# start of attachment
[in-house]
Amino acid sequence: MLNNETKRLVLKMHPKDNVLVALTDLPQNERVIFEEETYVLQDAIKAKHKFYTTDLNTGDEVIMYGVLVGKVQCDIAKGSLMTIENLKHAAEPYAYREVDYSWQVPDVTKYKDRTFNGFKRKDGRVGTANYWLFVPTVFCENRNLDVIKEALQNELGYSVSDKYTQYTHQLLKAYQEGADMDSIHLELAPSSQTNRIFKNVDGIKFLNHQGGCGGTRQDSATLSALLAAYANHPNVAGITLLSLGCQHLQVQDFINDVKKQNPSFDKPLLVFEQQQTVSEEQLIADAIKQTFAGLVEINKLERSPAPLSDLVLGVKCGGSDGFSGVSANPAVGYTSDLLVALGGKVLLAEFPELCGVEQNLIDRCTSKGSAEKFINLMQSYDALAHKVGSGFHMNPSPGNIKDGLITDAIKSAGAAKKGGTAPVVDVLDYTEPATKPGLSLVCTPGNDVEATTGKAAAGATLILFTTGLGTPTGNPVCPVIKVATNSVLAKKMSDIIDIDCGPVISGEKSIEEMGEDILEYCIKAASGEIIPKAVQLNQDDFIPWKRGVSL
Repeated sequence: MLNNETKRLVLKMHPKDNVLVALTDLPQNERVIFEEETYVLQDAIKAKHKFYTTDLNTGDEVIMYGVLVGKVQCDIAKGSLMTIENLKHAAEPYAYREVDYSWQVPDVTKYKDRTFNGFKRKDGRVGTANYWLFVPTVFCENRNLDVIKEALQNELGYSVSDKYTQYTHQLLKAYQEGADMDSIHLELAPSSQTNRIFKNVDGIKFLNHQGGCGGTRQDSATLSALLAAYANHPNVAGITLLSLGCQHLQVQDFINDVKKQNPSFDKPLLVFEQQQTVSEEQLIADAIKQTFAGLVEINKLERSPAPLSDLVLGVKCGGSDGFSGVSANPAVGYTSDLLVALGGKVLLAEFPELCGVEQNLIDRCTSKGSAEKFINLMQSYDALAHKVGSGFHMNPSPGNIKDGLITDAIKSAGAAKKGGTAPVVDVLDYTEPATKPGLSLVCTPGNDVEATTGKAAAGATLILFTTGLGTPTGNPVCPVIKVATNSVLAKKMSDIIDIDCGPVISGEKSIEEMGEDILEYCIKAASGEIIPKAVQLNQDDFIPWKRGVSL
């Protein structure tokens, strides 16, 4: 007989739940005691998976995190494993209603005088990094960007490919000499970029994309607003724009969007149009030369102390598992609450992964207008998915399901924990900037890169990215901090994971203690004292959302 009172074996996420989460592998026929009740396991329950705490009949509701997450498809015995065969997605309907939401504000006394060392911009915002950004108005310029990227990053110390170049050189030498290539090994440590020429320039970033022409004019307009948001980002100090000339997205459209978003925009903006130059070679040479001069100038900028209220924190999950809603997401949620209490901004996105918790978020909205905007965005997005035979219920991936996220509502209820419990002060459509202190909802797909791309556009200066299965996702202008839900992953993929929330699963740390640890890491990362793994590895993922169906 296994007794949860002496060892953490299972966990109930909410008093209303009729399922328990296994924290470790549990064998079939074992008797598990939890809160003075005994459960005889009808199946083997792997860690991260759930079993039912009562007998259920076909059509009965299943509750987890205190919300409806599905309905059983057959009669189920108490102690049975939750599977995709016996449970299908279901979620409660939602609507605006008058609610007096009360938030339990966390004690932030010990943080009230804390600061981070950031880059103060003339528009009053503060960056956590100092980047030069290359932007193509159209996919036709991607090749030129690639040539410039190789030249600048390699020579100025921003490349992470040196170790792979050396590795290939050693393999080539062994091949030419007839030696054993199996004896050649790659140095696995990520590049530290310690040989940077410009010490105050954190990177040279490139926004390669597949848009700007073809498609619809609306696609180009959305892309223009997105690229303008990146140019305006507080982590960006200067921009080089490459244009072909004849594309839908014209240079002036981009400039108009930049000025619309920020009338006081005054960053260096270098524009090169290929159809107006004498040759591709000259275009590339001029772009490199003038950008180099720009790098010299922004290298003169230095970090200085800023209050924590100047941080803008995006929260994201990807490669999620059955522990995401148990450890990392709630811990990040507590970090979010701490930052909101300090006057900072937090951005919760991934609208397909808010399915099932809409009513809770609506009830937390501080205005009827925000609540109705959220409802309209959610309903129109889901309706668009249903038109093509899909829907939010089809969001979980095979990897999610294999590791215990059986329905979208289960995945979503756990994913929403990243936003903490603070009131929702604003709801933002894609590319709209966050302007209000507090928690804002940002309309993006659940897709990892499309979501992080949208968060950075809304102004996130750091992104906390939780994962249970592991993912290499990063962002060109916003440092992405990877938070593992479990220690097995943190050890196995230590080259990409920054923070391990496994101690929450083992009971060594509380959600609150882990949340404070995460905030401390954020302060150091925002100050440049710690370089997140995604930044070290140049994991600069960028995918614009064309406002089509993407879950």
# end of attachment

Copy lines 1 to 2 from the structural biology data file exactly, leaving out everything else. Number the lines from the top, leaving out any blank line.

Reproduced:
[in-house]
Amino acid sequence: MLNNETKRLVLKMHPKDNVLVALTDLPQNERVIFEEETYVLQDAIKAKHKFYTTDLNTGDEVIMYGVLVGKVQCDIAKGSLMTIENLKHAAEPYAYREVDYSWQVPDVTKYKDRTFNGFKRKDGRVGTANYWLFVPTVFCENRNLDVIKEALQNELGYSVSDKYTQYTHQLLKAYQEGADMDSIHLELAPSSQTNRIFKNVDGIKFLNHQGGCGGTRQDSATLSALLAAYANHPNVAGITLLSLGCQHLQVQDFINDVKKQNPSFDKPLLVFEQQQTVSEEQLIADAIKQTFAGLVEINKLERSPAPLSDLVLGVKCGGSDGFSGVSANPAVGYTSDLLVALGGKVLLAEFPELCGVEQNLIDRCTSKGSAEKFINLMQSYDALAHKVGSGFHMNPSPGNIKDGLITDAIKSAGAAKKGGTAPVVDVLDYTEPATKPGLSLVCTPGNDVEATTGKAAAGATLILFTTGLGTPTGNPVCPVIKVATNSVLAKKMSDIIDIDCGPVISGEKSIEEMGEDILEYCIKAASGEIIPKAVQLNQDDFIPWKRGVSL